Sometimes, a person’s behavior can determine which, if any, of these categories they fit into. For example, someone who goes into a fast well-hydrated, and arranges to spend the fast in a cool and comfortable place, may be able to avoid becoming dangerously ill. Moreover, a person whose ability to fast depends on staying home should remain at home rather than attend tefillot.
 
Responsa Chatam Sofer VI:23
It is implied that when they are confined at home the fast does not harm them. If so, they should fast and be confined [at home] and pray alone and they should not read the Torah for this is not sufficient to push away a Torah-level prohibition with the penalty of karet.
Similarly, a person who can fast only if spending the day resting, and who is normally responsible for young children, should arrange for someone else to care for the children on the fast day. If necessary, it is better for a spouse to tend to the children rather than attend tefillot, when that will enable the other spouse to rest and fast. Rav Moshe Sternbuch emphasizes this in the case of a pregnant woman with young children:
 
Responsa Teshuvot Ve-hanhagot 2:292
Today, it is proper for a pregnant woman who is concerned that she will feel weak, or with any choleh she-ein bo sakana, that they be careful not to make any strenuous effort at all on Yom Kippur, especially with caring for her children, but she should rest and lie down. The husband should be quick to occupy himself with this [childcare] and in this type of arrangement she generally won’t feel special weakness and will be able to fulfill the mitzva of the day [fasting] as is fitting.
The Decision
In the above cases, assessment (umad) of a person's physical state is typically entrusted to a team: the person at risk together with their physician, under the guidance of a halachic authority. In this way, decision-making integrates halachic and medical expertise with the experience of the choleh.
 
Based on a Talmudic discussion of umad on Yom Kippur, Halacha generally calls for such decisions to err on the side of caution for health:
 
Yoma 83a
Rav Yanai said, If a sick person says he needs [to eat or drink], and the physician says he doesn’t need, we listen to the sick person. What is the reason? “The heart knows the bitterness of its soul” (Mishlei 14:10) ... If the physician says he needs, and the sick person says he doesn’t need, we listen to the physician. What is the reason? It is confusion that took hold of him [the sick person].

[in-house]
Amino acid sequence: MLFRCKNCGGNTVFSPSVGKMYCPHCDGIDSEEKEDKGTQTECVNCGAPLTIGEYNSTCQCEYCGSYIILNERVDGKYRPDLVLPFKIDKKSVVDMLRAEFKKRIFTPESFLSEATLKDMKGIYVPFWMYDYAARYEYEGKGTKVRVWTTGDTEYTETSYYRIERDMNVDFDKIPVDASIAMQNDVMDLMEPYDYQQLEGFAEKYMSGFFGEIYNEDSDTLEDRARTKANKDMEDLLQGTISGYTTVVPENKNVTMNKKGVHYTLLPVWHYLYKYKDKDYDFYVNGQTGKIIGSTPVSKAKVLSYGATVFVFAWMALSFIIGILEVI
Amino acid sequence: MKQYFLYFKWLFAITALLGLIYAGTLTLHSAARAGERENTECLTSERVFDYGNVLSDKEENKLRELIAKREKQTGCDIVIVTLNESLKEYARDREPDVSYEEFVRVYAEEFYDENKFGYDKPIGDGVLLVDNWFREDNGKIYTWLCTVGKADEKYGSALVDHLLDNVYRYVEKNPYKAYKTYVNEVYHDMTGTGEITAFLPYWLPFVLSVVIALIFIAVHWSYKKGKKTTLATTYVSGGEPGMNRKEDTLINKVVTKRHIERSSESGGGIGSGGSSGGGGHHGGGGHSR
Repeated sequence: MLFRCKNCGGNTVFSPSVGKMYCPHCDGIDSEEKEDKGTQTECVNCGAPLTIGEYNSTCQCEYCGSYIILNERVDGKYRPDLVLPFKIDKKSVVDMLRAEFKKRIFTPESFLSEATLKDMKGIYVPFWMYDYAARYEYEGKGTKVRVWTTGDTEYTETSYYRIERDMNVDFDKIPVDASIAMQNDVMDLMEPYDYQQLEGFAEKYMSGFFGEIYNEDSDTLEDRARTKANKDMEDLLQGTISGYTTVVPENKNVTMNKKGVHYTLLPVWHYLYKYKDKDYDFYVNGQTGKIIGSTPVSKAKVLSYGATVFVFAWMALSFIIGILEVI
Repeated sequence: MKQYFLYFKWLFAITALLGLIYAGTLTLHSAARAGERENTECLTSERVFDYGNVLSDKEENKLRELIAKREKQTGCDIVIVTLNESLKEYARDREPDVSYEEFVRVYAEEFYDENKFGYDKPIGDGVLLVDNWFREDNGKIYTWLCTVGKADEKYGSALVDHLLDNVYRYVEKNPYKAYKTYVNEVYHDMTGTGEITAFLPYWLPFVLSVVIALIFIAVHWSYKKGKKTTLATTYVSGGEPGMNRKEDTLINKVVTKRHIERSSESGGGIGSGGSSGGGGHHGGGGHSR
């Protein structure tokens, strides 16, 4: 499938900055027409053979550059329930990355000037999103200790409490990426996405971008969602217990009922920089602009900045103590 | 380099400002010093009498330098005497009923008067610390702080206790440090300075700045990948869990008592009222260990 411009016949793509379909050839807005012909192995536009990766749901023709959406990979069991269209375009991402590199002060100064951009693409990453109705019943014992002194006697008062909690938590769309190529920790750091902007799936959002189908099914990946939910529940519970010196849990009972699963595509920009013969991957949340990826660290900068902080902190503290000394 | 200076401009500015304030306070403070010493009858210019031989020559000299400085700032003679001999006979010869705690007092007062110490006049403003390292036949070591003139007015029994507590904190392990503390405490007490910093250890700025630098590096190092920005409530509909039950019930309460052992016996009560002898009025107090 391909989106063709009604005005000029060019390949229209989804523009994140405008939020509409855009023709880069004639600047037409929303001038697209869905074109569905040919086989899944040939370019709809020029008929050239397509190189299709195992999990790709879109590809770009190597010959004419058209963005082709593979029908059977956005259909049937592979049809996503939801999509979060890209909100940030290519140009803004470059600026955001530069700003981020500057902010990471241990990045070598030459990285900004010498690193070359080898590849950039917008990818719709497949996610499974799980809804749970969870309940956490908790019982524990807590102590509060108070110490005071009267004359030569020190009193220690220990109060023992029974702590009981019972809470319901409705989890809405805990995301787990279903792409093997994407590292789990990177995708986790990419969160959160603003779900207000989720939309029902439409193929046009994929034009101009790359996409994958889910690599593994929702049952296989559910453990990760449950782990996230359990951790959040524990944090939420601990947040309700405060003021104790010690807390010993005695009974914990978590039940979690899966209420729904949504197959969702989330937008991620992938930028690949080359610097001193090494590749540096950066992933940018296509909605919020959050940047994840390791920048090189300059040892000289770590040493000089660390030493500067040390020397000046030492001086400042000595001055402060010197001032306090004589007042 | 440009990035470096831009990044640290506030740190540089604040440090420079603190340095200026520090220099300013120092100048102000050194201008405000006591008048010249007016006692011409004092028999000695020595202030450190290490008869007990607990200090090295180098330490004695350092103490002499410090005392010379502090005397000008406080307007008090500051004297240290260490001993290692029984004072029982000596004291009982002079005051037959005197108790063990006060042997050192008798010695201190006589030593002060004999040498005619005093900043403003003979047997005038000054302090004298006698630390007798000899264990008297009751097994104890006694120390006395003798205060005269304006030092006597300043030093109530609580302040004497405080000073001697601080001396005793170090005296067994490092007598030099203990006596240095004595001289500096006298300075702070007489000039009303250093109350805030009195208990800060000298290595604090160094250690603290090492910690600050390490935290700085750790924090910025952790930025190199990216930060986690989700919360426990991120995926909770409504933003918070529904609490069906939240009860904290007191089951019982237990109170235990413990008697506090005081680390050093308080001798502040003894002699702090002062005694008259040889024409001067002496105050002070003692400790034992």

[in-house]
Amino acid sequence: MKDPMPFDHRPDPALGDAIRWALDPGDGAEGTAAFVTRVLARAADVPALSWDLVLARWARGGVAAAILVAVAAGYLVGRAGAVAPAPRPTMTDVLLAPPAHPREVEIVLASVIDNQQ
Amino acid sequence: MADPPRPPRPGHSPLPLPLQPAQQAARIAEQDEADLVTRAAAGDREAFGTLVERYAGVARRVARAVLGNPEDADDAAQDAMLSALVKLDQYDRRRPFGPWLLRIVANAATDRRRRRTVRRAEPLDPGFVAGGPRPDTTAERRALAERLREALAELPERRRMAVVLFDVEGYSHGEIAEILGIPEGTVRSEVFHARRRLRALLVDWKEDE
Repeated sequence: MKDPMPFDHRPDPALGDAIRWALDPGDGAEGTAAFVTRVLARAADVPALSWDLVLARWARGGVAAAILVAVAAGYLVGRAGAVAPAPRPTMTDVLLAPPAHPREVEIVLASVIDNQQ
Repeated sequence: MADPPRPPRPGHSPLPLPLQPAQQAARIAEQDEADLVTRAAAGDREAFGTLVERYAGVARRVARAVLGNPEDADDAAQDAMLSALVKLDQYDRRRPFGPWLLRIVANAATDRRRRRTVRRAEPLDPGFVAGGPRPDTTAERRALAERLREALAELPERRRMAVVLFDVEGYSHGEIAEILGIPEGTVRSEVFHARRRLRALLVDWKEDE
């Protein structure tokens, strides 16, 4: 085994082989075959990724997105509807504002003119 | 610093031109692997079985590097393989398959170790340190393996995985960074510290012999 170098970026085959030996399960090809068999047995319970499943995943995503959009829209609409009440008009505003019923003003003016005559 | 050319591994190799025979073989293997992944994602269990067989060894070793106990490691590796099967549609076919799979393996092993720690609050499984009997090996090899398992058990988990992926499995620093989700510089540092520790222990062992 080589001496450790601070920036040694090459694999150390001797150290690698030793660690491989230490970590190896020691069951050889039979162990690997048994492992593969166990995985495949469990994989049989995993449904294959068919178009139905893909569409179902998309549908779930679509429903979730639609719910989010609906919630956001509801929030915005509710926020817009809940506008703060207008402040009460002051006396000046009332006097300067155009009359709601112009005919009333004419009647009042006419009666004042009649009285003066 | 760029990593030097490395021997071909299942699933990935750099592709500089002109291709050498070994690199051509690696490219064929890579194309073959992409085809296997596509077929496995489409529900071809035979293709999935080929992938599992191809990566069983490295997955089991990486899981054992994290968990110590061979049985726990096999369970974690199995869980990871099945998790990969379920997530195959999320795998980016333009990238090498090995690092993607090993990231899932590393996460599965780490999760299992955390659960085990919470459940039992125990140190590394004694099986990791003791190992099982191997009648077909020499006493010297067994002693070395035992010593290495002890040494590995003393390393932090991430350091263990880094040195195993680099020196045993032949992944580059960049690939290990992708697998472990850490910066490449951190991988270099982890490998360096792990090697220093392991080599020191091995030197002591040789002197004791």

Shulchan Aruch rules accordingly.[4]
 
In complex cases, it is preferable to seek the opinion of a religiously observant physician, whose words are granted more halachic credence.[5] In other more pressing situations, people may need to make their own decisions on the spot.
 
Once assessed as a choleh who must break the fast, a person may not be “stringent” and fast, since this is being lenient on the Torah's mitzva of "piku'ach nefesh." People who nevertheless fast are considered personally responsible for risking their lives, and their fasting is not considered a mitzva.[6]
 
Mishna Berura 618:5
The poskim wrote that if the sick person wants to be stringent even if he needs this [to break the fast], it is said of him: “I will demand your blood for your souls.”
On the whole, anyone with medical concerns about fasting should take the following steps:
 
  1. Consult with a physician (and a pediatrician if relevant for a nursing baby), discuss any concerns well in advance of the fast, and clarify what signs to watch out for.
  2. Discuss the physician's response with a halachic authority, including whether it is medically permissible to fast, the conditions under which the fast should be broken, and whether drinking or eating in shi’urim (see below) will be sufficient.
  3. If given permission to fast, take care to drink more (and for nursing women, perhaps pump to have extra milk on hand) over the days before the fast.
  4. Make plans to enable a full day of rest in a comfortable space on the fast day itself, and leave time to recuperate as necessary the next day as well. Nursing mothers in particular should plan to spend the day after the fast resting and breastfeeding frequently to rebuild their milk supply.
  5. If instructed to drink or eat in shi’urim, prepare a nourishing liquid in advance of the fast and "measure" in advance how much to eat or drink at each interval.
Let's look at how the question of who is exempt from fasting on Yom Kippur or Tish'a Be-Av due to illness comes to bear on women, specifically the me'uberet, yoledet, and meineket.
 

Me'uberet

Yom Kippur and Tish'a Be-Av
Danger to a fetus in utero is equivalent to the situation of choleh she-yesh bo sakana:
 
Sefer Halachot Gedolot 13, Hilchot Yom Ha-kippurim
A pregnant woman, if we know that if she doesn’t eat her fetus will be uprooted, and even though we say it is doubtful whether it is viable or not, it is correct to give her [food]….
Ramban compares breaking the fast to save a fetus to performing prohibited labor on Shabbat for it. He adds that this halacha applies even at the embryonic stage.
 
Ramban, Torat Ha-adam Sha’ar Ha-michush – The Matter of Danger
As [Behag] said, because of danger to the offspring as well, we derive from this that even if there is no concern for her [the mother], we violate…in the matter of keeping mitzvot, we violate for her. The Torah said violate one Shabbat for him, and perhaps he will keep many Shabbatot. Therefore, even with saving a fetus less than 40 days [from conception], who has no [independent] life at all, we violate for him in accordance with the opinion of the Ba’al Halachot.
In pregnancy, Rashi notes, a woman's health and her fetus's are intertwined.
Rashi Yoma 82a
If she does not eat, both of them are in danger.